Raymond Hames is an evolutionary anthropologist recognized for his research on remote native peoples in the upper Orinoco Basin in Venezuela. His research encompasses the extent to which economic and ecological behavior can be understood from a behavioral ecological perspective fitness. Hames was born in Los Angeles and grew up in Azusa and Pasadena, California. He graduated from the University of California – Santa Barbara in 1972 with a BA, served in the Peace Corps in 1970, and earned his doctorate from Santa Barbara 1978. In 1979 he was awarded a Harry Frank Guggenheim post-doctoral fellowship while at Penn State and joined the anthropology faculty at the University of Nebraska – Lincoln in 1980. While in Nebraska he was appointed Cultural Anthropology Program Officer at NSF in 1991, served as treasurer for the Human Behavior and Evolution Society for ten years, and served in presidential roles for the Evolutionary Anthropology Society of the American Anthropological Association from 2010-2016.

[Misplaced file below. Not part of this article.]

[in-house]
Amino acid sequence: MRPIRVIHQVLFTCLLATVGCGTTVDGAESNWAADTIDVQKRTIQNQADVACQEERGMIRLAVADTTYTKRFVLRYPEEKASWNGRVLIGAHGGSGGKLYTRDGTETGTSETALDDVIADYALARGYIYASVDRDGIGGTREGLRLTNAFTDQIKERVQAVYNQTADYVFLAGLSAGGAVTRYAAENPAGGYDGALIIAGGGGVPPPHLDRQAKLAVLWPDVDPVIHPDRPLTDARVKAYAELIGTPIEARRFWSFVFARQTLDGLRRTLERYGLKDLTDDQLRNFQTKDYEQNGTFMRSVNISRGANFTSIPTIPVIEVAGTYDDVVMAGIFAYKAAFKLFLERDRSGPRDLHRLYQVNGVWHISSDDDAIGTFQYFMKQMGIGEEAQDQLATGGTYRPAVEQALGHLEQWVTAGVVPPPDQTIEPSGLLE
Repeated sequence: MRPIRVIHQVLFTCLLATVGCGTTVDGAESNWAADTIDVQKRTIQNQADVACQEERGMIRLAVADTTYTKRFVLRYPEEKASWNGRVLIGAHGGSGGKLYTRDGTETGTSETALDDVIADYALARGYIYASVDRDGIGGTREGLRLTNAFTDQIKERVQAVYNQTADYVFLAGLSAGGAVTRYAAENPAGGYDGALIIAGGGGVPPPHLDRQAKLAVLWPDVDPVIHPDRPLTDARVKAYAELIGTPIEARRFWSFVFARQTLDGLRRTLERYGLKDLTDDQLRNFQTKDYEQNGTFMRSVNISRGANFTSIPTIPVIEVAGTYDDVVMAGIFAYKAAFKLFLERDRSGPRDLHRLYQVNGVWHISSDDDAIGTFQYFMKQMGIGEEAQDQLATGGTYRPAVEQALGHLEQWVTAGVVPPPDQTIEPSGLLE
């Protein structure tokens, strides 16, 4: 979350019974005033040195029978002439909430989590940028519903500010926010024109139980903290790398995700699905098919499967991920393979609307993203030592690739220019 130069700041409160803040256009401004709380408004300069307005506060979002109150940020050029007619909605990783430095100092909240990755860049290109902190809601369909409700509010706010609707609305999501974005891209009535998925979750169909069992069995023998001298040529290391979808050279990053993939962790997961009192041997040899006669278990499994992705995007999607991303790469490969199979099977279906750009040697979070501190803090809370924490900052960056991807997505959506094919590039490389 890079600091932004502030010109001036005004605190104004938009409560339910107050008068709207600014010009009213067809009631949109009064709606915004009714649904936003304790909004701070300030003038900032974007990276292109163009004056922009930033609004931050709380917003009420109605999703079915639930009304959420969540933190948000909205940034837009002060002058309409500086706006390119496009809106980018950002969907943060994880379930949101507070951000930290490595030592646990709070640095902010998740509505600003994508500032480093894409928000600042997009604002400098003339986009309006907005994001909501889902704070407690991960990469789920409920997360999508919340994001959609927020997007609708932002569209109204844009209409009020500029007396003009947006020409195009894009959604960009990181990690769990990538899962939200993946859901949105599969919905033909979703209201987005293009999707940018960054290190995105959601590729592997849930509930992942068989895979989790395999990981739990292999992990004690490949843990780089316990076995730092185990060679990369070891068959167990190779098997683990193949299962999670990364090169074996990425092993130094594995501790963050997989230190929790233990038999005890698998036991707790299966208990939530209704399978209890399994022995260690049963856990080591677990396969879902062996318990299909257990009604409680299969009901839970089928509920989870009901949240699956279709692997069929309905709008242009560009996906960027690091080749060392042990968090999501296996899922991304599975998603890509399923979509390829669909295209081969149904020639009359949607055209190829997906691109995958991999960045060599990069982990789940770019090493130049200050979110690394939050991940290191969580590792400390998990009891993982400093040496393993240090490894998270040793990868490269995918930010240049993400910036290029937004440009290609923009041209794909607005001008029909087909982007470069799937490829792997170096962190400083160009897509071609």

Research Interests

His field research focusses on native peoples (Yanomamö and Ye'kwana) of the southern Venezuela with funding from the NSF and LSB Leakey Foundations. His initial field research interest was in human ecology with an emphasis on quantitative descriptions of resource extraction, conservation, food and labor exchanges, and time allocation to economic as well as social activities. In subsequent field seasons he turned his attention to marriage, kinship, and parental investment from a behavioral ecological perspective. At the same time, his research is rather eclectic with comparative work on warfare, human sexuality, behavioral methods, and skin color variation. His major research findings reveal that parental care of infants and children is widely distributed among kin who serve as alloparents; from a cross-cultural perspective, polyandrous marriages are much more frequent than commonly believed; resource conservation in small scale societies is side-effect of low demand made on local resources, and; biological kinship is a strong predictor of cooperative behavior.

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Primary Section

Section 51: Anthropology